Highlights of A Song of Ice and Fire: History
|HBO key art for Season 4|
I've written a few times now on this blog about Game of Thrones, launching a popular critique, mapping a fanciful comparison to Alaska, and musing about narrative and historical theory. This time, however, I'll keep things more straightforward: I'm writing about three themes in the books. Two I heartily enjoy, and one I think is worthy of critique.
Besides the obvious joys of plot twists, dynamic characters, and vivid details, there are two huge highlights that I enjoy in A Song of Ice and Fire—the history and the religion. Let's start with the history.
Note: There won't be any plot spoilers here. I promise.
|Even Ned Stark reads history books!|
Instead, the history of Westeros is valued and discussed by the characters in the story: They talk about it, read it, record it, and remember it, or forget it as the case may be. They reflect on it, refer back to it, and even analyze it as a guide for their actions. In essence, Westeros is a land filled with historians—people who care about and interpret their past, utilizing it as a tool in the present. When characters forget it, as they often do, the consequences may be disastrous. What better propaganda could a history teacher want?
|A Feast For Crows,|
fourth book in ASOIAF
To be sure, many instances of characters thinking about history serve mostly as an expository tool for George R. R. Martin, just like J. K. Rowling's pensieve in the Harry Potter books was a handy way to share detailed scenes from major characters' memories. Martin's exposition never needs magical means, though, or an omniscient narrator, as in prototypical fantasy epics like The Lord of the Rings: The sharing of history between characters feels more raw, and potentially flawed. Instead of going off on detailed tangents like a history professor, (unless it's their occupation), characters share only the stories they love or need to tell, all with doubtful facts or biased perspectives.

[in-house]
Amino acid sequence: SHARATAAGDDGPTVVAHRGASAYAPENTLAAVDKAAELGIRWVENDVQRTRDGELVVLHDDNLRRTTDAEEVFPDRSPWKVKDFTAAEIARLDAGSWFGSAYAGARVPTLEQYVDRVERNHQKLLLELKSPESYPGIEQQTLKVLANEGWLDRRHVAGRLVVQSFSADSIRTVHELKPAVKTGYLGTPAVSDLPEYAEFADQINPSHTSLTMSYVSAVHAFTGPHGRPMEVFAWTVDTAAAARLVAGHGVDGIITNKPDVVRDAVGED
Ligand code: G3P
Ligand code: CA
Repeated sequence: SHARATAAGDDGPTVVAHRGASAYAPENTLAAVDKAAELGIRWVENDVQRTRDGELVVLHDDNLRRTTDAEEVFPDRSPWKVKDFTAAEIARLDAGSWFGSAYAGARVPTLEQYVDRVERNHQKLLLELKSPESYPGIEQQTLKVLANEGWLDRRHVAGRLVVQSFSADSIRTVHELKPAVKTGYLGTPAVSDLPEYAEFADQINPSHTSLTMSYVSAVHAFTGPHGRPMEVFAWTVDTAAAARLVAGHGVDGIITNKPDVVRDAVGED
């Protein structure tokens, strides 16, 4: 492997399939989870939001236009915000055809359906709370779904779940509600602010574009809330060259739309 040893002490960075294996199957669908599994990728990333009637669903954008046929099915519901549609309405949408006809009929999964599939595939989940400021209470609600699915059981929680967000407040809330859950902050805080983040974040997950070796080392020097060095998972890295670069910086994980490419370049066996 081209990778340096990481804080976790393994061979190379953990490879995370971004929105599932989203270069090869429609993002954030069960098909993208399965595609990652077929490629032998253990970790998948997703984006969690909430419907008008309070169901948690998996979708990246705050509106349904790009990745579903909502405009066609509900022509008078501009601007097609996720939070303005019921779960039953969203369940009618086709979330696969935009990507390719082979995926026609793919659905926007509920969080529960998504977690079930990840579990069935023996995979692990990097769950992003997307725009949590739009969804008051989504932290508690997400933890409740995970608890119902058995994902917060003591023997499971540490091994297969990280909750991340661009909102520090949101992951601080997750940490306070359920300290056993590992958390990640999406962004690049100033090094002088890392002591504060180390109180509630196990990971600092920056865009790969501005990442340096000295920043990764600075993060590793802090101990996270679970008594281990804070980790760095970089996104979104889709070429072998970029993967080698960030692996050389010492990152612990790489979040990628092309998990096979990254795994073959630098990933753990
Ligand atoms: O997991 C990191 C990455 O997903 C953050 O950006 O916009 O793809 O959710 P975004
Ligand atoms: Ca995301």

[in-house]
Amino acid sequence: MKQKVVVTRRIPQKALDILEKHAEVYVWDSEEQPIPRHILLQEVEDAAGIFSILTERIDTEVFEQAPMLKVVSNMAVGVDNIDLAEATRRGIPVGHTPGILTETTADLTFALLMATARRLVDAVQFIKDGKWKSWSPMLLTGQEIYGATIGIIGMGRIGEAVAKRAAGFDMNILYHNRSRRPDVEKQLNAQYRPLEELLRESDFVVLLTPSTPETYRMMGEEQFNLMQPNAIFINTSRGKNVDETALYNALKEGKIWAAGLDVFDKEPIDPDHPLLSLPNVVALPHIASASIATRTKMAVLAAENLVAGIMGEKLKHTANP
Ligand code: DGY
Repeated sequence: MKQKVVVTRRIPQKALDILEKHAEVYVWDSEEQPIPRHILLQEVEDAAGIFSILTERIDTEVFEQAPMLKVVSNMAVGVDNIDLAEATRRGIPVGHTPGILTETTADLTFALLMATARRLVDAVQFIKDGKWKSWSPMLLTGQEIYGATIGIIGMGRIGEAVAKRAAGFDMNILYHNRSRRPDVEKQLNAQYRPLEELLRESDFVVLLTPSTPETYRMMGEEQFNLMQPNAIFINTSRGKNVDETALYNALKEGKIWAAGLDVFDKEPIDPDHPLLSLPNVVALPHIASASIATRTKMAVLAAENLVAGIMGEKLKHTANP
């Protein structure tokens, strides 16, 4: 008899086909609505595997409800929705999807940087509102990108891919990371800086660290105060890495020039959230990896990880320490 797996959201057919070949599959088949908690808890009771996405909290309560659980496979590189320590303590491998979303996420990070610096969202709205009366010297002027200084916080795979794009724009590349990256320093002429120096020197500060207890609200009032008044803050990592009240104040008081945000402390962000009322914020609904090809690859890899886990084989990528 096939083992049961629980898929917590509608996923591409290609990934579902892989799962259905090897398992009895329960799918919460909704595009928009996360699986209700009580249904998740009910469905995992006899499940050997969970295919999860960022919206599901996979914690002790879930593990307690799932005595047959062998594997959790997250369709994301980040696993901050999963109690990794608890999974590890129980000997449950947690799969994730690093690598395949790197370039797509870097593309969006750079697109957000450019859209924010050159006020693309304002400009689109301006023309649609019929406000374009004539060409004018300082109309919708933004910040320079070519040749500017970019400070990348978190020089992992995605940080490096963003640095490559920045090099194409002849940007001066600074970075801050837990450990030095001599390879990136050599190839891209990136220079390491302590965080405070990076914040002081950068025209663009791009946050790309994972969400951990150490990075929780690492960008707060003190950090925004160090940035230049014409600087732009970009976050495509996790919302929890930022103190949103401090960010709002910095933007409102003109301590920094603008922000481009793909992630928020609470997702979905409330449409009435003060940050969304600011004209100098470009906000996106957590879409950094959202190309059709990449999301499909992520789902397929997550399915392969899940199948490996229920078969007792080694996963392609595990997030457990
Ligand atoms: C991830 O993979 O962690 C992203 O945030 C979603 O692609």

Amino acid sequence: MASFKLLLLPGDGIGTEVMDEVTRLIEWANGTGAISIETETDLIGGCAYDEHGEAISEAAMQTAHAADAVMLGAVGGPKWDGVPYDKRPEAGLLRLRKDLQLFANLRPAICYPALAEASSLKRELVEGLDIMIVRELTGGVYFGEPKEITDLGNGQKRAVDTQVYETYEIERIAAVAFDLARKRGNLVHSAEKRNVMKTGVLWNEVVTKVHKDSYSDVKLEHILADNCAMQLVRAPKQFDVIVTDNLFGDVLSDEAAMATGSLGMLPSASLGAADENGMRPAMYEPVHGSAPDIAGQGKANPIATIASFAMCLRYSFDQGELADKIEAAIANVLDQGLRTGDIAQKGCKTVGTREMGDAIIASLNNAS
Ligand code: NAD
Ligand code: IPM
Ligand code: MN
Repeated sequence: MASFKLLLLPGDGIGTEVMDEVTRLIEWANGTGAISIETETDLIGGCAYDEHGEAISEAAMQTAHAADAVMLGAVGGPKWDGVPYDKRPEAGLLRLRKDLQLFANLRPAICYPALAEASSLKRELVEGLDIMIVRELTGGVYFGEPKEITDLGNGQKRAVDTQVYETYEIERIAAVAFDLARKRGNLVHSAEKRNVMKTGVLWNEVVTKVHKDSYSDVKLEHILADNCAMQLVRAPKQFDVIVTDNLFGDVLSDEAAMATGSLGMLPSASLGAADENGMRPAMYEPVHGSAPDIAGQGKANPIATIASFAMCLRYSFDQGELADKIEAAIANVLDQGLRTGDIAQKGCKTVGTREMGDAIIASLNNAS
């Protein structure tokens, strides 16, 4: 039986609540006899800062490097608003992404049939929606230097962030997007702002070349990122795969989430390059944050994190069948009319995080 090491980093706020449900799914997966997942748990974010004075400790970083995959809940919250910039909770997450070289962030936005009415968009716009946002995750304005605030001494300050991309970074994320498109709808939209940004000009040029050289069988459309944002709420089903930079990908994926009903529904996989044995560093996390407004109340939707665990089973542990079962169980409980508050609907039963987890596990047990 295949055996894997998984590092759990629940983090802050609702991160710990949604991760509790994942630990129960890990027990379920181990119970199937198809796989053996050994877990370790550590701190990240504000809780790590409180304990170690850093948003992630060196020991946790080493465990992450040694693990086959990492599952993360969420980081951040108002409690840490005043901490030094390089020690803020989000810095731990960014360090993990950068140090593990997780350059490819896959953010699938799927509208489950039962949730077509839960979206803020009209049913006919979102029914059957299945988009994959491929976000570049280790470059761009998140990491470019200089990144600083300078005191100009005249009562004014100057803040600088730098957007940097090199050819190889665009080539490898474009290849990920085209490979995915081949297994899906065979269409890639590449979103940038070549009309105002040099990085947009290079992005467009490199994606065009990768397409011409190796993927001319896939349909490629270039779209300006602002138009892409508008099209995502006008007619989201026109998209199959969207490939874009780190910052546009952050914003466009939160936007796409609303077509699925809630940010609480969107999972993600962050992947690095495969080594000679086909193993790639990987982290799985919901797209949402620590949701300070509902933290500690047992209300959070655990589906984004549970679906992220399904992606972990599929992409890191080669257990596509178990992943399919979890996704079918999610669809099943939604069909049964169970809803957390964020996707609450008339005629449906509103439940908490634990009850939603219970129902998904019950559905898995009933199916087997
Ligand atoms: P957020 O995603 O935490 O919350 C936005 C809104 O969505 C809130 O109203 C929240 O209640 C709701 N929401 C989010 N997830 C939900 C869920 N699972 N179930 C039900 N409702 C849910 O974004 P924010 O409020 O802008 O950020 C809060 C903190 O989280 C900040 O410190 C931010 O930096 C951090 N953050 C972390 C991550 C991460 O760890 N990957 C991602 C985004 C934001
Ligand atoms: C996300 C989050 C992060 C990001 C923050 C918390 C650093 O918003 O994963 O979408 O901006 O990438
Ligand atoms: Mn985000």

For many people, fictional history in fantasy novels must sound like a terribly boring prospect. In my view, however, characters who engage with the history of their universe have the potential to enrich a story immensely. It's one thing to make a story epic by giving it a detailed setting; even more impressive is to show deep, genuine interplay between characters and the backstory of their world, just as we interact with history in our everyday lives. That's what happens in A Song of Ice and Fire.